Rigons saw Adams after he was arrested, and told police that he was wearing the same clothes as the man she had seen firing the shots.   However, she said that she had not seen the man's face.   At trial, she was shown the sawed-off rifle found in Adams' bag, and said that it could have been the weapon the man was firing, although she could not be sure because it was dark.   Grogan testified that the rifle looked like the one with which he was shot.

Although Adams points out that no eyewitness positively identified him as the shooter, the circumstantial evidence was sufficient for the jury to conclude that he was in fact the shooter.   Adams was discovered shortly after the shooting, near the scene of the crime, at a time of night when few people would be out.   His clothing matched that worn by the shooter.   There was abundant evidence that the sawed-off rifle was his, since it was found where he had been standing, identifying information was discovered in the bag, and 30/30 caliber bullets were found both in the bag and on his person.   A spent 30/30 caliber shell casing was found on the hill from which witnesses said shots were fired.   The sawed-off rifle was a lever-action rifle, like the one Grogan described the shooter as having.   The fact that Adams fled from police also constitutes circumstantial evidence of guilt.1  Viewed in the light most favorable to support the verdict, the evidence was sufficient to authorize the jury to conclude that the only reasonable hypothesis was that Adams was the shooter.2

 2. Adams argued that the evidence was insufficient to support his conviction for possession of a sawed-off rifle, asserting that there was no evidence the rifle had “a barrel ․ of less than 16 inches in length or ․ an overall length of less than 26 inches,” as required by OCGA §§ 16-11-121(4) and 16-11-122.   He points to the fact that a prosecution witness, showing the rifle to the jury, testified that “[i]t's been a barrel open and sawed down and less than ten inches and the stock itself has been removed.”   Adams states that “[i]t is impossible to tell from the testimony of the officer what had been sawed down or what the overall length of the weapon was.”   However, the rifle itself was introduced into evidence for the jury to view, and the jury was properly charged as to the elements of the crime.   Because the rifle has not been included in the record on appeal, we cannot say that the evidence was insufficient to support the conviction.3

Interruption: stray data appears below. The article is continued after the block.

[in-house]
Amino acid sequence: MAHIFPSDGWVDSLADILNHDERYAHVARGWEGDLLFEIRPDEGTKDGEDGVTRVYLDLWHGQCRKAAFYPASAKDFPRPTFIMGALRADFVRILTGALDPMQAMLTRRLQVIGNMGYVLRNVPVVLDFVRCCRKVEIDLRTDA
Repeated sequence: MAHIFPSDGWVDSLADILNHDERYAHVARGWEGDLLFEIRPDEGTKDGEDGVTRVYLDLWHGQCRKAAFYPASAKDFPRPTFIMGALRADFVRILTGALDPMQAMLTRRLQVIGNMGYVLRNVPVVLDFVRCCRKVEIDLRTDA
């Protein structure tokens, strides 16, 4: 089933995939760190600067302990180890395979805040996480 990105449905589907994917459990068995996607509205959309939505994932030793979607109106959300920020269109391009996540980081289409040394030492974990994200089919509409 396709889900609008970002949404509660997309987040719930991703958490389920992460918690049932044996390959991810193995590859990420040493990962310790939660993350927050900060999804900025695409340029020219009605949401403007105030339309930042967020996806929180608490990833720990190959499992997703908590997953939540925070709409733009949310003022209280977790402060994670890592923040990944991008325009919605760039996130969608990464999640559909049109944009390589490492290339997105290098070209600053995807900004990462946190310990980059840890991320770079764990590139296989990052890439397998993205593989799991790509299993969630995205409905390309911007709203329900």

3. Adams contends that the trial court erred in conducting a portion of the trial in his absence.   During jury deliberations, the trial court asked the jury whether it had reached a verdict on any of the charges, and the foreman said that a verdict had been reached on some charges.   The trial court then dismissed the jury for lunch.   Although the trial transcript does not indicate that Adams was absent during this exchange, Adams testified at the motion for new trial hearing that he was not present.   The judge, however, noting that he had taken detailed notes during the proceedings, found that Adams had in fact been present.   Because this factual finding is not clearly erroneous, this enumeration is without merit.4

Judgment affirmed.


1.   See Renner v. State, 260 Ga. 515, 517(3)(b), 397 S.E.2d 683 (1990);  Wilson v. State, 230 Ga.App. 271, 272(1), 495 S.E.2d 894 (1998).

2.   See Murray v. State, 271 Ga. 504, 505(1), 521 S.E.2d 564 (1999) (reasonableness of hypothesis is generally question for jury).

3.   See Morrissette v. State, 229 Ga.App. 420, 425, 494 S.E.2d 8 (1997) (burden is on appellant to bring up all evidence, including physical evidence, necessary for consideration of issues on appeal).

4.   See White v. State, 221 Ga.App. 860, 862(2), 473 S.E.2d 539 (1996) (trial court's findings of fact on motion for new trial will be upheld unless clearly erroneous).

RUFFIN, Judge.

ANDREWS, P.J., and ELLINGTON, J., concur.